Even though it criticised the visit, the Biafran propaganda Directorate was rather cautious about the way it handled critcisms of the British. Biafra had always maintained that the Prime Minister, Harold Wilson, was acting against the will of the British people, members of his party, and of parliament. There was still hope in Biafra that they could win Britain over, as the war progressed. All they had to do was to ‘hang in there’ until Nigerian credibility waned, and the outside world asked more questions.
Rather, Biafra directed it’s propaganda at Gowon, calling him a puppet. They claimed that he could not take decisioins on his own, that was why he had to invite ‘his Lord and master’ to come and show him what to do.
These massive arms exports were being secretly supplied – indeed, massively stepped up – at a time when one could read about the actions of the recipients in the newspapers. After the Biafran withdrawal from the mid-west in September 1967 a series of massacres started against Igbo residents. The New York Times reported that over 5,000 had been killed in various towns of the midwest. About 1,000 Igbos were killed in Benin city by local people with the acquiescence of the federal forces, the New York Review noted in December 1967. Around 700 Igbo males were lined up and shot in the town of Asaba, the Observer reported in January 1968. According to eyewitnesses, the Nigerian commander ordered the execution of every Igbo male over the age of ten.
This was also the period where the Chief Obafemi Awolowo led international Nigerian Delegation advised General Yakubu Gowon to use Starvation as a weapon to force the surrender of the Ojukwu-led Government.
In one of the peace delagtion meetings held in Ghana that saw the attendance of Gowon and Ojukwu, it was proposed that a ten-mile-wide demilitarised zone patrolled by neutral international troops should be set up to allow relief supplies to pass to Biafran refugees.
Gowon is said to have rejected this, and his comments and attitude seemed to confer that he would not have been able to guarantee the actions of his soldiers at the fronts.
With the economic and military blockade, everything stopped coming. Biafra accused Nigeria of seeking to starve Biafran citizens into submission, and of using starvation as a weapon of war. Biafra had no hard currency to exchange for goods and materials because it could no longer export. Insurance cover was denied to all shipping lines venturing beyond Lagos port – apart from the threat of being boarded and searched.
The area was described by Nigeria as a war zone, while claiming that she was only carrying out a police action ‘to keep Nigeria one’. Biafra launched a scheme called Back to Land which propagated the planting of all sorts of crops, an increase in the production of chicken and egg, extensive fish farming, salt production from seawater etc. But, as the war progressed, these measures became inadequate for the needs of both the military and civilian populations. Gradually, Biafra began to lose even the farming territories to the invading Nigerian army. As the rural areas fell, refugees flocked to the centre of Biafra, exacerbating the famine.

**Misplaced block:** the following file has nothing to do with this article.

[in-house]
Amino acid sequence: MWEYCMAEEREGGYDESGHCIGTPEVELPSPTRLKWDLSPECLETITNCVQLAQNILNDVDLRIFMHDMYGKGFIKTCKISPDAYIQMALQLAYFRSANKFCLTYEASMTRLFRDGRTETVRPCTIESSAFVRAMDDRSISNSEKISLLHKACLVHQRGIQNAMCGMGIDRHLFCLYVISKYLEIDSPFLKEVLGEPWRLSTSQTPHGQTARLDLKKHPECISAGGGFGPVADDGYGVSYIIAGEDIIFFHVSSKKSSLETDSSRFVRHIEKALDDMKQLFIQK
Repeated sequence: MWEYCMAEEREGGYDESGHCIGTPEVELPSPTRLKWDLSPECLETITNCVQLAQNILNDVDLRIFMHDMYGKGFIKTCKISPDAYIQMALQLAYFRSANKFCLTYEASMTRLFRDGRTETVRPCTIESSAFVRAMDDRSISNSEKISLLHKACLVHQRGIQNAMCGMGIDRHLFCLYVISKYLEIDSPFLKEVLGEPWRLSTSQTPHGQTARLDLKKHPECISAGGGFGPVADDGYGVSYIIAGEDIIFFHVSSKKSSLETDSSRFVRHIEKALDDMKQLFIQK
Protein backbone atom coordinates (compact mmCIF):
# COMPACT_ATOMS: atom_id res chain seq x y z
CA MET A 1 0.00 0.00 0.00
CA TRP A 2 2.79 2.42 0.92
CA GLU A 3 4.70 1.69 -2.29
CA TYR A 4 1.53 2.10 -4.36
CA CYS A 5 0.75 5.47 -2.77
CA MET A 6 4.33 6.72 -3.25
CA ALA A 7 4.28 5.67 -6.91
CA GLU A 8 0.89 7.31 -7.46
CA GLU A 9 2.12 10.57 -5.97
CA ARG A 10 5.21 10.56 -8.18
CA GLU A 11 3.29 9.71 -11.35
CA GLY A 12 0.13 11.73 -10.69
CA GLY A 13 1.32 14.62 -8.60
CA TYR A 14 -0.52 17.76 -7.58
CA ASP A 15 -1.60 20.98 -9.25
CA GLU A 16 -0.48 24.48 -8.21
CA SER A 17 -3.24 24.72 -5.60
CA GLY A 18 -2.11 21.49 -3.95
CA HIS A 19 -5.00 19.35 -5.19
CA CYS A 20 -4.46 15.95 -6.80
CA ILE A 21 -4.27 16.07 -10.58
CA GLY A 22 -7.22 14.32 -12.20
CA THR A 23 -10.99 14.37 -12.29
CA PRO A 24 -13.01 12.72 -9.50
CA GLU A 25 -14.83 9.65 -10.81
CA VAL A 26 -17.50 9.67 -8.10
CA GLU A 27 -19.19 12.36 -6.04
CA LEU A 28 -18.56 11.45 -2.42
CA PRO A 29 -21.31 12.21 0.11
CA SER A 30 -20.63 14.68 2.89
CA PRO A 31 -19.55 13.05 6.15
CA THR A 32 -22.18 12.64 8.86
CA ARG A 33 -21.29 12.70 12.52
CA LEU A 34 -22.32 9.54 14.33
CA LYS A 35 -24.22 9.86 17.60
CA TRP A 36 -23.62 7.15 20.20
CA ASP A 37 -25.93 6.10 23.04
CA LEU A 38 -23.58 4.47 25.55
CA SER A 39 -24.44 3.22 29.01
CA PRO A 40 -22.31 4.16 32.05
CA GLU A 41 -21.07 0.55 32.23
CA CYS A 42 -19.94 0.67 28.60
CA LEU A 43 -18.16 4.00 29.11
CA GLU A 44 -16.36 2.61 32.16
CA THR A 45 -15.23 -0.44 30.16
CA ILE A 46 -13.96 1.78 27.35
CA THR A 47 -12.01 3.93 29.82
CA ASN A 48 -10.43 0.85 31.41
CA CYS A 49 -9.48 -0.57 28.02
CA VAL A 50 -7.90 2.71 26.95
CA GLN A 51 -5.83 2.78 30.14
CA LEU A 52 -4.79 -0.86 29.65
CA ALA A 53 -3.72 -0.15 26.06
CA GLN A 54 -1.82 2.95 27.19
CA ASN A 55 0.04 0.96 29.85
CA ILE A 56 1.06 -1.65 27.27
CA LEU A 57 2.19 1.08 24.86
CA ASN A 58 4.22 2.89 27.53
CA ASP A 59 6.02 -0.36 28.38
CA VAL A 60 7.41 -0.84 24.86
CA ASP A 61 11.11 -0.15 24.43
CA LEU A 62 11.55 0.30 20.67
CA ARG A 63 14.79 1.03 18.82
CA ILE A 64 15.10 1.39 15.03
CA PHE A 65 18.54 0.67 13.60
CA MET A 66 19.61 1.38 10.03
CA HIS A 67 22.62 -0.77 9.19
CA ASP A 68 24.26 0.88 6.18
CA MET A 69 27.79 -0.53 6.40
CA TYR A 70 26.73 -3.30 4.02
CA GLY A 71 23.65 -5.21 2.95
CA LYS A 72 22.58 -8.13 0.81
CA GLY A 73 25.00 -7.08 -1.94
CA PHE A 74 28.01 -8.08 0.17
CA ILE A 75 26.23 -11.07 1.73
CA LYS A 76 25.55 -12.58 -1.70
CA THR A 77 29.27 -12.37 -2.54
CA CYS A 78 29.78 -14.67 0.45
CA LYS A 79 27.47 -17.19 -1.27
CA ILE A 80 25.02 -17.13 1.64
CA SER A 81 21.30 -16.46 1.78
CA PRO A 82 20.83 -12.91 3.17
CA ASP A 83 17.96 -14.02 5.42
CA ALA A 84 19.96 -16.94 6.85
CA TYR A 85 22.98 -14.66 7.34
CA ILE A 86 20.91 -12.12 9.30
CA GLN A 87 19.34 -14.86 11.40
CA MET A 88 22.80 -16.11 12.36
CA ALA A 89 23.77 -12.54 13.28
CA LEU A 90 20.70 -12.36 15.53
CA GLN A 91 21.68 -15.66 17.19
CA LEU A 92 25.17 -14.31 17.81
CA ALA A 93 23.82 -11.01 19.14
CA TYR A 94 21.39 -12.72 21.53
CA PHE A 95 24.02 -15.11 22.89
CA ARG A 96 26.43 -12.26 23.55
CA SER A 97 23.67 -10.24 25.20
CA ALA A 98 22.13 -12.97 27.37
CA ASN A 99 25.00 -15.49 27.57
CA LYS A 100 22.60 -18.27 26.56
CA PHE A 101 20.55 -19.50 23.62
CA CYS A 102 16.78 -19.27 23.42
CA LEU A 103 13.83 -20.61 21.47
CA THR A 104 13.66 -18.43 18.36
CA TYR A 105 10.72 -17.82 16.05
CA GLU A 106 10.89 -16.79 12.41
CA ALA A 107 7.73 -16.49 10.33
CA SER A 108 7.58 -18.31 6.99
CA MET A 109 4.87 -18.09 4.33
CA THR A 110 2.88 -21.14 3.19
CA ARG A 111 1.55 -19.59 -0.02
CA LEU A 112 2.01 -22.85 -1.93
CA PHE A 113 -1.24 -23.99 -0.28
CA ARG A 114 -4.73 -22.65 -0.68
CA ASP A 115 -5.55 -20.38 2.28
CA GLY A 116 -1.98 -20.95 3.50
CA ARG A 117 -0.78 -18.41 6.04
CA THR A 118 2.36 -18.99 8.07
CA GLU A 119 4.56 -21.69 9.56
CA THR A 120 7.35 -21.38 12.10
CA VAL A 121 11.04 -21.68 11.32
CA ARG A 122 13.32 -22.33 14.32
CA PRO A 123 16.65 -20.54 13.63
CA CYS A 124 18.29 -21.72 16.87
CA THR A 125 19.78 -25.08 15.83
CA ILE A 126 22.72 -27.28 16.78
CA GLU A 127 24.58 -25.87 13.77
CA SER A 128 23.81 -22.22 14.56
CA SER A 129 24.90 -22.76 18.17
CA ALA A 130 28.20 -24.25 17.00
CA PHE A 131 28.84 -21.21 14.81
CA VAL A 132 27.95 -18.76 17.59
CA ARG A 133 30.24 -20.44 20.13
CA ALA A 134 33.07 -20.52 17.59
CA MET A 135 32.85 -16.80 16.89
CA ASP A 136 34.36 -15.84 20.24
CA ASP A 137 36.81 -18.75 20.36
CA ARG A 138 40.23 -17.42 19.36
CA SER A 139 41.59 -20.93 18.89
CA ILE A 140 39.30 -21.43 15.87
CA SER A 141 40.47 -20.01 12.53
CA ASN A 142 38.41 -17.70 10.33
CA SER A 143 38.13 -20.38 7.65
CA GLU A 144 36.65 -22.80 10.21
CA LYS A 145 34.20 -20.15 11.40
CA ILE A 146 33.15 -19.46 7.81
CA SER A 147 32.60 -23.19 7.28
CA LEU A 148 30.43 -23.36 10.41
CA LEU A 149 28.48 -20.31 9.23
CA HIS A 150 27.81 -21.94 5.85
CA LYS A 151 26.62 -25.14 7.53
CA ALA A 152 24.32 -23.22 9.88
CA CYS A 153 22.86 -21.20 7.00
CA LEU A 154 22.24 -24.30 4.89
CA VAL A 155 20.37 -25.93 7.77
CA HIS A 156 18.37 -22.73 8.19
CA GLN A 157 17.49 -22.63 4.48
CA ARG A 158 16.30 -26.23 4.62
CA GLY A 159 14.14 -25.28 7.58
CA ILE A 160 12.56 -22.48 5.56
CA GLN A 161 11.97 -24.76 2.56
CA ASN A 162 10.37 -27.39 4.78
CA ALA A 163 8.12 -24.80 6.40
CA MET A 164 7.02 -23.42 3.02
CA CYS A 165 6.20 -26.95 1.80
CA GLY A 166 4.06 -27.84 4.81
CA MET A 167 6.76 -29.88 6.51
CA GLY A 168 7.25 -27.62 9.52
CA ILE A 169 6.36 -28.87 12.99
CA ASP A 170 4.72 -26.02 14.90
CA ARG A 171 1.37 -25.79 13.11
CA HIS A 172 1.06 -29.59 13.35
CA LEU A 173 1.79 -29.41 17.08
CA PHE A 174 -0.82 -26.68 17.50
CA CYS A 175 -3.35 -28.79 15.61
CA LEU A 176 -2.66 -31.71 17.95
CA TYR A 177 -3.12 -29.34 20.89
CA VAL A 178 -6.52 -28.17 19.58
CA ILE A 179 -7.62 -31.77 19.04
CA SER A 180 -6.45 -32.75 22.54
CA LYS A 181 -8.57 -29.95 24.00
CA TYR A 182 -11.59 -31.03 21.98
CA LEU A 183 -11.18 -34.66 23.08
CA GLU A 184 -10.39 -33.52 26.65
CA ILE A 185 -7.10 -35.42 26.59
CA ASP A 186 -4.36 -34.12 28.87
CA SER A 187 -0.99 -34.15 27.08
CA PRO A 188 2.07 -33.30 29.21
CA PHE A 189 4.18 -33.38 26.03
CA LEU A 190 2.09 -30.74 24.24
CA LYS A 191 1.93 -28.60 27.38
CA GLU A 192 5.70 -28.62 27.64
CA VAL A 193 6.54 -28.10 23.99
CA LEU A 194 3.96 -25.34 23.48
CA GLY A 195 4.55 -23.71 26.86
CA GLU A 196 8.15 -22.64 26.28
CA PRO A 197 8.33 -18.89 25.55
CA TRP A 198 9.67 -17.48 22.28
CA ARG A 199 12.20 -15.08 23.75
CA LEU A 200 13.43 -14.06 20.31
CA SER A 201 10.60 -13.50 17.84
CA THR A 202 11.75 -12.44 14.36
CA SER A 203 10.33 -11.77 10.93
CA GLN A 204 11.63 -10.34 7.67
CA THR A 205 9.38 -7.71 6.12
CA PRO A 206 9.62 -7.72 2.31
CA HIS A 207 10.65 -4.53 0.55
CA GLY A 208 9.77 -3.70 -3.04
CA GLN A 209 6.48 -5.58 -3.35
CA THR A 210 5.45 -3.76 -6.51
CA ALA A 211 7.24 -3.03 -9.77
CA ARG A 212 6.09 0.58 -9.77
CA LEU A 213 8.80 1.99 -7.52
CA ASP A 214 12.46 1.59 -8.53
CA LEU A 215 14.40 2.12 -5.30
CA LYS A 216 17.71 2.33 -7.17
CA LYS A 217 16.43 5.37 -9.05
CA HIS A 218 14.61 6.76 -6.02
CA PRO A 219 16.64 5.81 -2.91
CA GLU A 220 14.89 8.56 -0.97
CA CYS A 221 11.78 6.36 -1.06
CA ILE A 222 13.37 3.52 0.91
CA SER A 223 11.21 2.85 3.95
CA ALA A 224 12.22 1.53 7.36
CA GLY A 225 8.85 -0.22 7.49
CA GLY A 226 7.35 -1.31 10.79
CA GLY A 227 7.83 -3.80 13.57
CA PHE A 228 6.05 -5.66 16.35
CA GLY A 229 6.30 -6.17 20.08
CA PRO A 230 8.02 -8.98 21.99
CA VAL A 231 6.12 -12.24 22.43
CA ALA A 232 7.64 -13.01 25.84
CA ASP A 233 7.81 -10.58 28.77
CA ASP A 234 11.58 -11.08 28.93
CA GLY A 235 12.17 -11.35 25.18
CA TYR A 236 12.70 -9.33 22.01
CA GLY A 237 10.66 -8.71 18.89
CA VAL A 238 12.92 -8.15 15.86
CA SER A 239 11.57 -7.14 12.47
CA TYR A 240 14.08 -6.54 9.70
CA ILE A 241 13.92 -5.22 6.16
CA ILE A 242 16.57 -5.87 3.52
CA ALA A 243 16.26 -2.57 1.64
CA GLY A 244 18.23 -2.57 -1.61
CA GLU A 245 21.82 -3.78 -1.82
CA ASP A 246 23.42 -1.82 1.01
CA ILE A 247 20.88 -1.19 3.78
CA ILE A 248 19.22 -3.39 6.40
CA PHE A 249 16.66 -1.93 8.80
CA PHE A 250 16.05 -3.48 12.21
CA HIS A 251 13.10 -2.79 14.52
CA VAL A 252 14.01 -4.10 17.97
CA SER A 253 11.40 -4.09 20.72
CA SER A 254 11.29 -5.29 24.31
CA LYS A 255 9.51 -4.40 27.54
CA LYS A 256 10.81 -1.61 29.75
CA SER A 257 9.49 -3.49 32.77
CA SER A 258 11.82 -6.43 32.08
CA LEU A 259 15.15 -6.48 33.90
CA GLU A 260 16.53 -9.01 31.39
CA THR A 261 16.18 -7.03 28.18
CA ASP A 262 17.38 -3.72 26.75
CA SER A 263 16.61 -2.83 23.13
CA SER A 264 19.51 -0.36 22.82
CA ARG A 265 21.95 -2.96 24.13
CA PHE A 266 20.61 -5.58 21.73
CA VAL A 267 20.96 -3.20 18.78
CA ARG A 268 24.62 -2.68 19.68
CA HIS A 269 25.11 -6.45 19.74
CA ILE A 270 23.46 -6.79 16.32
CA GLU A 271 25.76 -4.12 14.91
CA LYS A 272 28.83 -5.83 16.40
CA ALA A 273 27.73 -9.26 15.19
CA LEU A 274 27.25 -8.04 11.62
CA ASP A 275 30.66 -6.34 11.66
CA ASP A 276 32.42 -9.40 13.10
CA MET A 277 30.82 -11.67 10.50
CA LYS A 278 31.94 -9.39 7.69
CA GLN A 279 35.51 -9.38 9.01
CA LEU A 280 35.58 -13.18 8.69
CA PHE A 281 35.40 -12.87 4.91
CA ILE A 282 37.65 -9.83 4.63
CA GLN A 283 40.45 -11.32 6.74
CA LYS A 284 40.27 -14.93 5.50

Thus, by May 1968, starvation was almost at its peak. Biafran propaganda on the issue of starvation also heightened, whilst Lagos was determined to play it down.
It censored every information emanating from Biafra. The two hundred Christian Missionary groups in Biafra were the first to react to this aspect of Biafra’s message, and responded immediately. They were to play a key role in attracting the world’s attention to the ever-increasing volumes of Biafra’s starving children especially, and women and men generally.
Humanitarian suffering, especially starvation, was severe as a result of the Gowon-led Government’s blockade of Biafra. Pictures of starving and malnourished children went around the world. The FMG was widely seen as indulging in atrocities and attacks against civilians, including apparently indiscriminate airstrikes, in an increasingly brutal war in which civilians were the chief victims.
With federal forces in control by mid-year of Port Harcourt, the most important southern coastal city, British officials noted that ‘having gone this far in supporting the Gowon-led Government, it would be a pity to throw away the credit we have built up with them just when they seem to have the upper hand’. Britain could not halt the supply of arms since ‘apart from other considerations, such an outcome would seriously put at risk about £200m of British investments in non-Biafra Nigeria’, George Thomson explained to Harold Wilson.